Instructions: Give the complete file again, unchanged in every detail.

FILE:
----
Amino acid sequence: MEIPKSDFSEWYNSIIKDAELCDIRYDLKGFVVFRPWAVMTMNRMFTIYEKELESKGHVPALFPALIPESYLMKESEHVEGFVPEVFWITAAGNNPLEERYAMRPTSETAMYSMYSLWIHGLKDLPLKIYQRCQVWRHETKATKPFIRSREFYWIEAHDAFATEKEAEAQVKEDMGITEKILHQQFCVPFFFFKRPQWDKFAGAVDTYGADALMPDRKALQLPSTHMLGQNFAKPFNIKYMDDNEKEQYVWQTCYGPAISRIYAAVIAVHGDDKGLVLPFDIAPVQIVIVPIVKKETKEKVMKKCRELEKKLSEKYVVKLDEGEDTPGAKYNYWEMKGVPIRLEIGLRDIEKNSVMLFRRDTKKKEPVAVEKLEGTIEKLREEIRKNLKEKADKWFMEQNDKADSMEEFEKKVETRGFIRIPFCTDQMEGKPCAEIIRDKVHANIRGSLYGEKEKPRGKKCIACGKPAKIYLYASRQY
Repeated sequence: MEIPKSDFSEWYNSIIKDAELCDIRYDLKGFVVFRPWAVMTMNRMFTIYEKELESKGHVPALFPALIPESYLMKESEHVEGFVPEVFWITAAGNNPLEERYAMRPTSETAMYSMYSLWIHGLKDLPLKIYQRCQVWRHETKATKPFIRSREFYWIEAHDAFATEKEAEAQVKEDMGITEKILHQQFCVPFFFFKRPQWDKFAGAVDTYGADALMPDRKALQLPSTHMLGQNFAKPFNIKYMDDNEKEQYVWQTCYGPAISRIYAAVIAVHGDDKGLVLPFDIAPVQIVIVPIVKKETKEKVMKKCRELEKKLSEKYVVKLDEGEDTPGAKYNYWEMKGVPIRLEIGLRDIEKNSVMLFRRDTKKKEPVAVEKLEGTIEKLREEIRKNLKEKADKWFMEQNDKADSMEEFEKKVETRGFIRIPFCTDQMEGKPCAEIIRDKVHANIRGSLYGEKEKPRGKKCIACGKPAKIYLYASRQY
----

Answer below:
Amino acid sequence: MEIPKSDFSEWYNSIIKDAELCDIRYDLKGFVVFRPWAVMTMNRMFTIYEKELESKGHVPALFPALIPESYLMKESEHVEGFVPEVFWITAAGNNPLEERYAMRPTSETAMYSMYSLWIHGLKDLPLKIYQRCQVWRHETKATKPFIRSREFYWIEAHDAFATEKEAEAQVKEDMGITEKILHQQFCVPFFFFKRPQWDKFAGAVDTYGADALMPDRKALQLPSTHMLGQNFAKPFNIKYMDDNEKEQYVWQTCYGPAISRIYAAVIAVHGDDKGLVLPFDIAPVQIVIVPIVKKETKEKVMKKCRELEKKLSEKYVVKLDEGEDTPGAKYNYWEMKGVPIRLEIGLRDIEKNSVMLFRRDTKKKEPVAVEKLEGTIEKLREEIRKNLKEKADKWFMEQNDKADSMEEFEKKVETRGFIRIPFCTDQMEGKPCAEIIRDKVHANIRGSLYGEKEKPRGKKCIACGKPAKIYLYASRQY
Repeated sequence: MEIPKSDFSEWYNSIIKDAELCDIRYDLKGFVVFRPWAVMTMNRMFTIYEKELESKGHVPALFPALIPESYLMKESEHVEGFVPEVFWITAAGNNPLEERYAMRPTSETAMYSMYSLWIHGLKDLPLKIYQRCQVWRHETKATKPFIRSREFYWIEAHDAFATEKEAEAQVKEDMGITEKILHQQFCVPFFFFKRPQWDKFAGAVDTYGADALMPDRKALQLPSTHMLGQNFAKPFNIKYMDDNEKEQYVWQTCYGPAISRIYAAVIAVHGDDKGLVLPFDIAPVQIVIVPIVKKETKEKVMKKCRELEKKLSEKYVVKLDEGEDTPGAKYNYWEMKGVPIRLEIGLRDIEKNSVMLFRRDTKKKEPVAVEKLEGTIEKLREEIRKNLKEKADKWFMEQNDKADSMEEFEKKVETRGFIRIPFCTDQMEGKPCAEIIRDKVHANIRGSLYGEKEKPRGKKCIACGKPAKIYLYASRQY